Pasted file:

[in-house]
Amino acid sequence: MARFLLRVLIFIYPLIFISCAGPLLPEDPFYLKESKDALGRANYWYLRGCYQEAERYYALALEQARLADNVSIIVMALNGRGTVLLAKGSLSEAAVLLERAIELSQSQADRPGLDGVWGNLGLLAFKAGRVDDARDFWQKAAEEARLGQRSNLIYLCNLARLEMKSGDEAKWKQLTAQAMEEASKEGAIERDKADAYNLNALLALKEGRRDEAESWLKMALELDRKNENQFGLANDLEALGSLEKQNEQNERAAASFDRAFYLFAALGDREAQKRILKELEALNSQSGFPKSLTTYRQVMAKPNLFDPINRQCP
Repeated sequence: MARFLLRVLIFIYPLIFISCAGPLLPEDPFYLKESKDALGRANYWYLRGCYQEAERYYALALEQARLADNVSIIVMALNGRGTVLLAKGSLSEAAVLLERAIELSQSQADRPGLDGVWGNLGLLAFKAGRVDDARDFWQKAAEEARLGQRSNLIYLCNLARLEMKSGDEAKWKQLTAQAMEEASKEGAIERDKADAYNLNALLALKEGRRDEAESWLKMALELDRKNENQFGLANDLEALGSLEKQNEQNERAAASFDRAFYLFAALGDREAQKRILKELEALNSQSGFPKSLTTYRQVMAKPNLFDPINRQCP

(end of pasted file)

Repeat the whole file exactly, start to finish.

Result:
[in-house]
Amino acid sequence: MARFLLRVLIFIYPLIFISCAGPLLPEDPFYLKESKDALGRANYWYLRGCYQEAERYYALALEQARLADNVSIIVMALNGRGTVLLAKGSLSEAAVLLERAIELSQSQADRPGLDGVWGNLGLLAFKAGRVDDARDFWQKAAEEARLGQRSNLIYLCNLARLEMKSGDEAKWKQLTAQAMEEASKEGAIERDKADAYNLNALLALKEGRRDEAESWLKMALELDRKNENQFGLANDLEALGSLEKQNEQNERAAASFDRAFYLFAALGDREAQKRILKELEALNSQSGFPKSLTTYRQVMAKPNLFDPINRQCP
Repeated sequence: MARFLLRVLIFIYPLIFISCAGPLLPEDPFYLKESKDALGRANYWYLRGCYQEAERYYALALEQARLADNVSIIVMALNGRGTVLLAKGSLSEAAVLLERAIELSQSQADRPGLDGVWGNLGLLAFKAGRVDDARDFWQKAAEEARLGQRSNLIYLCNLARLEMKSGDEAKWKQLTAQAMEEASKEGAIERDKADAYNLNALLALKEGRRDEAESWLKMALELDRKNENQFGLANDLEALGSLEKQNEQNERAAASFDRAFYLFAALGDREAQKRILKELEALNSQSGFPKSLTTYRQVMAKPNLFDPINRQCP